THE TEMPERAMENTALS (at the Lyric Stage Company through April 28th) is John Marans’ compelling and highly amusing story of the two courageous men who founded the first gay rights organization. Naming their society after the secret medieval Mattachines, these pioneers wrote and circulated a manifesto asserting the rights of homosexuals as citizens. This was in the repressive 1950s, mind you, nineteen years before Stonewall!
Although the play is a primer of sorts of gay life and restrictions after WWII, it’s mostly a personal story – and a moving love story at that. Harry Hay is a devout communist and Rudi Gernreich a Hollywood fashion designer (who would gain notoriety in the ‘60s for his topless bathing suit!). Together (Hay demanding; Gernreich persuading) they build a movement. Director Jeremy Johnson’s cast is superb: Will McGarrahan is a whirlwind as the impatient, acerbic Hay and Nael Nacer is all sophistication and European elegance as Hay’s polar opposite.
Victor L. Shopov, Shelley Bolman and Steve Kidd play everyone else, even female characters, with ingenuity and panache. Kidd is especially touching as the unassuming hero of a test court case. Part of the charm of the play for me was finding parallels to Boston in the ‘50s, right down to the clock tower where Hollywood homosexuals would meet. (In Boston it was the Gilchrist clock.)
What THE TEMPERAMENTALS (code for homosexuals) does not do is paint a historical picture of the violence rampant in postwar America (and unfortunately, still in force). Kidd’s character is entrapped and beaten by the police but an ice bag takes care of his injury. If only the cure were that easy. I wish the play had presented a more realistic picture of the times. Violence has been and still is, alas, stalking the movement.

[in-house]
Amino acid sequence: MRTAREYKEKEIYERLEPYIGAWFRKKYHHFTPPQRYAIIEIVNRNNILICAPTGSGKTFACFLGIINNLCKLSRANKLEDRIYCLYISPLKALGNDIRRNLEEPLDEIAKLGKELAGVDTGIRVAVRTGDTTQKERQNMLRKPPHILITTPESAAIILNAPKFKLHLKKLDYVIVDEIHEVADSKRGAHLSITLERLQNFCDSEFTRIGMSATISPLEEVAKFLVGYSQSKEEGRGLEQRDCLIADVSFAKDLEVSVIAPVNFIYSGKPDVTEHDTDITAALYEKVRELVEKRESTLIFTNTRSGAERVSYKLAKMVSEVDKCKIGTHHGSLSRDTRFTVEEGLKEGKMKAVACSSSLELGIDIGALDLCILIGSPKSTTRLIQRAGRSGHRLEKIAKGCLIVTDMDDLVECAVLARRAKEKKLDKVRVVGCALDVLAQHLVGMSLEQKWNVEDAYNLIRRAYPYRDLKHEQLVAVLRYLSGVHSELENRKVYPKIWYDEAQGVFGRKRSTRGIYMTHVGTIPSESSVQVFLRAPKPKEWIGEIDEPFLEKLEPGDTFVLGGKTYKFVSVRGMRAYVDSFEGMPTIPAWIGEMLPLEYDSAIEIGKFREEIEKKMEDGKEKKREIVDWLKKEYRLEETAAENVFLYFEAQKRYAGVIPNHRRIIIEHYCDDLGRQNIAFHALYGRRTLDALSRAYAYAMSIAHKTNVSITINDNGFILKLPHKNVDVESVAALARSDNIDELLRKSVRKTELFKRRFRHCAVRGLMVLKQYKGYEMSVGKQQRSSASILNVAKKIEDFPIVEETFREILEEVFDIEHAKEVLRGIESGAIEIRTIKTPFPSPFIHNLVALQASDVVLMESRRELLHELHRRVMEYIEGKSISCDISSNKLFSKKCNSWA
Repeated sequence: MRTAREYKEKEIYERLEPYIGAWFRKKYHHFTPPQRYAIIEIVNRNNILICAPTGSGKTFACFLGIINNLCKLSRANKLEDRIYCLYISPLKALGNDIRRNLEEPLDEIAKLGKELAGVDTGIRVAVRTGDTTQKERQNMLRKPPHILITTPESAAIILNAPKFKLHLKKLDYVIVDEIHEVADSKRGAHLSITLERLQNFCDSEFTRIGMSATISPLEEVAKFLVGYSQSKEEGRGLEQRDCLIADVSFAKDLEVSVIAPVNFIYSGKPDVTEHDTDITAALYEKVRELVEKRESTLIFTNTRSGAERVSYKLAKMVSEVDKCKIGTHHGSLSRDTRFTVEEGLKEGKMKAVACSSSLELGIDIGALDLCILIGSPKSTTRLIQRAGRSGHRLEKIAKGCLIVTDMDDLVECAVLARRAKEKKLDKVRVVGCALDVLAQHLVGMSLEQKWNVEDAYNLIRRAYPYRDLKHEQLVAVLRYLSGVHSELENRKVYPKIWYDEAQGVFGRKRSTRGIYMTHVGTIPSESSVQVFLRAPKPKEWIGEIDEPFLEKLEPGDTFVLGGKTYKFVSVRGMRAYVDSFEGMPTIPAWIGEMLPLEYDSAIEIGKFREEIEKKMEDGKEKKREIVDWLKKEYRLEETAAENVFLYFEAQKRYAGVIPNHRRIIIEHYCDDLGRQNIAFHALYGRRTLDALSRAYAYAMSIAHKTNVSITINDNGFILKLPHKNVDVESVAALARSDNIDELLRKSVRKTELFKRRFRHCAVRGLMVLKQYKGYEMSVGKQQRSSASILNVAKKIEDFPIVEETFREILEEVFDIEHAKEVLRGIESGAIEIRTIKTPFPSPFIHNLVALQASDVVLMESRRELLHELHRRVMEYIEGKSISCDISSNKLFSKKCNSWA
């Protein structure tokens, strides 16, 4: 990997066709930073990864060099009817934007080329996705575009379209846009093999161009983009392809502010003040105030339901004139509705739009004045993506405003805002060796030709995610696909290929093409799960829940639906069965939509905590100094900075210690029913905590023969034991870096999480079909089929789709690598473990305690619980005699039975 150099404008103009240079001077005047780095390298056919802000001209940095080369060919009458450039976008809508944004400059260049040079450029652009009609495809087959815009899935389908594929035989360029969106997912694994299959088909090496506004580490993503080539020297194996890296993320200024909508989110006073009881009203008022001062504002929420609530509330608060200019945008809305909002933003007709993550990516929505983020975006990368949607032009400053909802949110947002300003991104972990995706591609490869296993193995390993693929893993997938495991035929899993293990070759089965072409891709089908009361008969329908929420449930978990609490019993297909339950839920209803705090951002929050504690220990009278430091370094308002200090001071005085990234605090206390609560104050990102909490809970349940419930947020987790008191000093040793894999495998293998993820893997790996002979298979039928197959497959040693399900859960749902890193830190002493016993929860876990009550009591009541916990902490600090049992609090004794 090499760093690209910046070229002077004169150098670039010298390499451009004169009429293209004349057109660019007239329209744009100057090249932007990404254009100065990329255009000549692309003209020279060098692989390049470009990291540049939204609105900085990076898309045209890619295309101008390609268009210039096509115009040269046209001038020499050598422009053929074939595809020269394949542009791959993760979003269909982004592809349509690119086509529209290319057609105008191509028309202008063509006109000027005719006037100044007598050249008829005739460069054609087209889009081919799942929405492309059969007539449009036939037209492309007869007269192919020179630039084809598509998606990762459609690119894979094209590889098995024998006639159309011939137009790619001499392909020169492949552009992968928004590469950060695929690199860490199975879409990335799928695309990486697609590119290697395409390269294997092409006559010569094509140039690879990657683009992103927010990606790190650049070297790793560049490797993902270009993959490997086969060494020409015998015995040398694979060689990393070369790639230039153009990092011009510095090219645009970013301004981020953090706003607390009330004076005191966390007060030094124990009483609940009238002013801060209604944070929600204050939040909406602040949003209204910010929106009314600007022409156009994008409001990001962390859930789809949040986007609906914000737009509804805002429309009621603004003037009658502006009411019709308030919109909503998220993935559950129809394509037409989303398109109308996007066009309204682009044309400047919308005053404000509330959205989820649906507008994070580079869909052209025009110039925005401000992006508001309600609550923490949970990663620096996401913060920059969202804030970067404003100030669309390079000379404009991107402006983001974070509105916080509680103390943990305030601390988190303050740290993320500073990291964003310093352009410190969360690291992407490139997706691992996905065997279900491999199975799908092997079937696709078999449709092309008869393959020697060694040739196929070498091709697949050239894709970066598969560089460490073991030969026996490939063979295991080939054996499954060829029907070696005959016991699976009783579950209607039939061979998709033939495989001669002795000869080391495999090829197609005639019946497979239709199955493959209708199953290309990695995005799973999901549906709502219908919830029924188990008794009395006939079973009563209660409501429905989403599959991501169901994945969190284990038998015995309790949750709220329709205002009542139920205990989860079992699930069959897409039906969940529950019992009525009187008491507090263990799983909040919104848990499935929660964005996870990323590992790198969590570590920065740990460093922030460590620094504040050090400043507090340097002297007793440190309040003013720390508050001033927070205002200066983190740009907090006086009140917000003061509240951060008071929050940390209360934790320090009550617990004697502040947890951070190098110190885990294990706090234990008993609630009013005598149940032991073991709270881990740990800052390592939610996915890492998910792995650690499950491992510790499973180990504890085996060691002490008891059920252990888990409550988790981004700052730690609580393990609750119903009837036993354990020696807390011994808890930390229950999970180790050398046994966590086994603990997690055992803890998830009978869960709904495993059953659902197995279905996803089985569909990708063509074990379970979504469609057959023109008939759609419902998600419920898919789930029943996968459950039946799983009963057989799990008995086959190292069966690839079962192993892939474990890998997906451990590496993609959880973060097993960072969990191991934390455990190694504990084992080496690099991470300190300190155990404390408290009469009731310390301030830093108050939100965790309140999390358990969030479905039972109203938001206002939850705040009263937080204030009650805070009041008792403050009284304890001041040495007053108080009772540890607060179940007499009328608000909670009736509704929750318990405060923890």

I’m not comfortable about writing this but it’s too easy for people to think being gay was/is a lark. Even worldly (heterosexual) friends of mine are genuinely surprised to learn the extent of the ingrained and relentless violence. In my small circle, it has dogged every decade. As a child in the ‘40s and a teenager in the ‘50s, I saw my father and uncles (also code) with bandages, with jobs lost and spirits crushed. The ‘60s brought gangs of thugs who took an eye from one friend, teeth from another, broke another’s back, and in one brutal gay bashing, my friends and I were beaten and mauled by some drunken Boston College boys (who were easily acquitted by the corrupt Massachusetts court system).
The ‘70s brought violence to several sweet, gentle theater colleagues and the ‘80s took away fifteen relatives and friends when the Reagan administration refused to do anything about AIDS. In the ‘90s, the violence started to be publicized and public tide began to turn after Matthew Shepard was murdered but that tide is rolling back in the ‘00s as the radical right ascends. If this has happened in one person’s small circle, imagine the breadth and scope of the hate in the rest of the world. The wonder and pride (exactly the right word here) of all this is that we still can celebrate laughter and love.